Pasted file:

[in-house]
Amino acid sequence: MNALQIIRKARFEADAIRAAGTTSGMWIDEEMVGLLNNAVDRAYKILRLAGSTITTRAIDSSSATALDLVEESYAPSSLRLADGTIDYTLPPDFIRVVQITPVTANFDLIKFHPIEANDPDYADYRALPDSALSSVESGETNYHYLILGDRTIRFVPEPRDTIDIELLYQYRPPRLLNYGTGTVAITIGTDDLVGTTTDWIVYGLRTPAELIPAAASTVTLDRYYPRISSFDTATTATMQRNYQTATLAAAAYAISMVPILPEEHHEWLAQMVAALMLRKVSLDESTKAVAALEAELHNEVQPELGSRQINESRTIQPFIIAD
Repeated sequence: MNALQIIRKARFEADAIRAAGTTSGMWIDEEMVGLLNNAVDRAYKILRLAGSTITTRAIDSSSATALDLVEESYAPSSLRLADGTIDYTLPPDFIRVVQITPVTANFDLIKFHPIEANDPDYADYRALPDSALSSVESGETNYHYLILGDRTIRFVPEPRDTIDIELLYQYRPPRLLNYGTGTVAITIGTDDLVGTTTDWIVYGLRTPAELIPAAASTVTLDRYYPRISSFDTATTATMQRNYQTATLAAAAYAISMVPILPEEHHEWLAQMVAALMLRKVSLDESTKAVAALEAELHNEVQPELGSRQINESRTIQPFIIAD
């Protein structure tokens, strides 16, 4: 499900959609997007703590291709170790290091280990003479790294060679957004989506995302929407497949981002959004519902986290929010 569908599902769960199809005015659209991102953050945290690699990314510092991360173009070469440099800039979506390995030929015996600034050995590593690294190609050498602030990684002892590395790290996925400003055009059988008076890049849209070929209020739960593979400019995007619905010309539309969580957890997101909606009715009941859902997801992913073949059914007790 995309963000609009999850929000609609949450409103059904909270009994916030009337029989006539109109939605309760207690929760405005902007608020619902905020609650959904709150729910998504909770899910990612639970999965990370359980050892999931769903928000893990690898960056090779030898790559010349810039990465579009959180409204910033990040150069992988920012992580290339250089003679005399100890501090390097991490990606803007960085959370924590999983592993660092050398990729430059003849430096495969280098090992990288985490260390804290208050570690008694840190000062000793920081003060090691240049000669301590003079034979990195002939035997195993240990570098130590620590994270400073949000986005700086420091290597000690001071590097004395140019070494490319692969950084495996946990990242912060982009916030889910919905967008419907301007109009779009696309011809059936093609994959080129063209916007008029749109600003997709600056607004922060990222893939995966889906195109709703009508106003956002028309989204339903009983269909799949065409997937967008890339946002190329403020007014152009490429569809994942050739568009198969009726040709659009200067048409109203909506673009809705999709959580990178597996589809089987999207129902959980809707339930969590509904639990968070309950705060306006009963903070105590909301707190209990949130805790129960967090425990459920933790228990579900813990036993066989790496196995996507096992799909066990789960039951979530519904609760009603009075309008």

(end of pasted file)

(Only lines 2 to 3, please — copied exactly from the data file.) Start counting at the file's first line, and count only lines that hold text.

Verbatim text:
Amino acid sequence: MNALQIIRKARFEADAIRAAGTTSGMWIDEEMVGLLNNAVDRAYKILRLAGSTITTRAIDSSSATALDLVEESYAPSSLRLADGTIDYTLPPDFIRVVQITPVTANFDLIKFHPIEANDPDYADYRALPDSALSSVESGETNYHYLILGDRTIRFVPEPRDTIDIELLYQYRPPRLLNYGTGTVAITIGTDDLVGTTTDWIVYGLRTPAELIPAAASTVTLDRYYPRISSFDTATTATMQRNYQTATLAAAAYAISMVPILPEEHHEWLAQMVAALMLRKVSLDESTKAVAALEAELHNEVQPELGSRQINESRTIQPFIIAD
Repeated sequence: MNALQIIRKARFEADAIRAAGTTSGMWIDEEMVGLLNNAVDRAYKILRLAGSTITTRAIDSSSATALDLVEESYAPSSLRLADGTIDYTLPPDFIRVVQITPVTANFDLIKFHPIEANDPDYADYRALPDSALSSVESGETNYHYLILGDRTIRFVPEPRDTIDIELLYQYRPPRLLNYGTGTVAITIGTDDLVGTTTDWIVYGLRTPAELIPAAASTVTLDRYYPRISSFDTATTATMQRNYQTATLAAAAYAISMVPILPEEHHEWLAQMVAALMLRKVSLDESTKAVAALEAELHNEVQPELGSRQINESRTIQPFIIAD